" contract " basis. Had the dance been purely a private function, the prosecution contended, it would have been in order to advertise " late buses for members only," but as two police officers. in plain clothes obtained admission to the dance without being challenged, the function could not be described as being private.
For the defence, Mr. D. I. Sandelson (of the Legal Department of the C.M.U.A.'s North-eastern Division) submitted that so far as the defendant firm knew, the dance was a private function. They did not know that the " late buses" advertisement had appeared in the Press.
The summonses were dismissed on paymrnt of 23s. costs.
WAGES FOR WOMEN CONDUCTORS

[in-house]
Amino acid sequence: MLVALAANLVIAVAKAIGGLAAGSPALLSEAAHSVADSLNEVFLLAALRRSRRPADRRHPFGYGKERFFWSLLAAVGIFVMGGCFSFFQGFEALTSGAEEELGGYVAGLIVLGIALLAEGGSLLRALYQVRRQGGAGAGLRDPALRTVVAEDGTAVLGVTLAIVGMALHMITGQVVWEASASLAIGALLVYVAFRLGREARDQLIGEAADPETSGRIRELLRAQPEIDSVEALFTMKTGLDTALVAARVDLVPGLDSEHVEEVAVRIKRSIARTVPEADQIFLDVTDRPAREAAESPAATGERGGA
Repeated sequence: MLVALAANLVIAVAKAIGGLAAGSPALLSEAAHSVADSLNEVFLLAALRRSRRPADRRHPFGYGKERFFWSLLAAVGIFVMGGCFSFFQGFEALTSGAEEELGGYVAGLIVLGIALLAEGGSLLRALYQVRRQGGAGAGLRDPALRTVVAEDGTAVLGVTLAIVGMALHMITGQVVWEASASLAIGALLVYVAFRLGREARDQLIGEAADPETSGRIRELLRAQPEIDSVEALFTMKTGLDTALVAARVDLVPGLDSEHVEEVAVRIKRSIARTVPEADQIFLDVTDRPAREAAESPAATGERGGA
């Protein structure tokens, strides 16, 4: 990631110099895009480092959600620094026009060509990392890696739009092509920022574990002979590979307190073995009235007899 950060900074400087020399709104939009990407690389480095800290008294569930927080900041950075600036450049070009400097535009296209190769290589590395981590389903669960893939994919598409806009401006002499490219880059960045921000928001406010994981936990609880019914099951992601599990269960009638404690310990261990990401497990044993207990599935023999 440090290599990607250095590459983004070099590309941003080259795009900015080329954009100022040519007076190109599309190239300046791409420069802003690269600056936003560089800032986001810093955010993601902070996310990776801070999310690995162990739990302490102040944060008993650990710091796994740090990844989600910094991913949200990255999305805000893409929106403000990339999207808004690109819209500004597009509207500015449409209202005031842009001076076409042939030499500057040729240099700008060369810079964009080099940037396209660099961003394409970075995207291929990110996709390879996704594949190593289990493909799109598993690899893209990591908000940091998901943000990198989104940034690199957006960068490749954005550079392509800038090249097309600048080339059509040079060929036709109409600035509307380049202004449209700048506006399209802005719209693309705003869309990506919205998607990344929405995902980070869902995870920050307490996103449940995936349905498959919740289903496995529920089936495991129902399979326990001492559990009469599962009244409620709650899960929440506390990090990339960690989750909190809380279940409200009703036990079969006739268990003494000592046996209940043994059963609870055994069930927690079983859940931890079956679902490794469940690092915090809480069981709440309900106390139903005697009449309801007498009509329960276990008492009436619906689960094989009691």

AFIER negotiations between trade unions and transport undertakings and reference to the Industrial Court, it has been ruled that for a probationary period of six months women employed on public-service vehicles will be paid not less than 90 per cent, of the commencing rate for adult males; after that period they will receive the full scale and usual increments.
RESTRICTING USE OF WEEKLY BUS TICKETS
ORGANIZED protest is to be made against the decision of the Regional Traffic Commissioner to limit the availability of Glasgow Corporation busseason tickets to 24 journeys on six days elf the week. Local Members of Parliament, housing scheme associations, and the Glasgow Borough Labour Party are to support the corporation in an appeal to the Minister of Transport.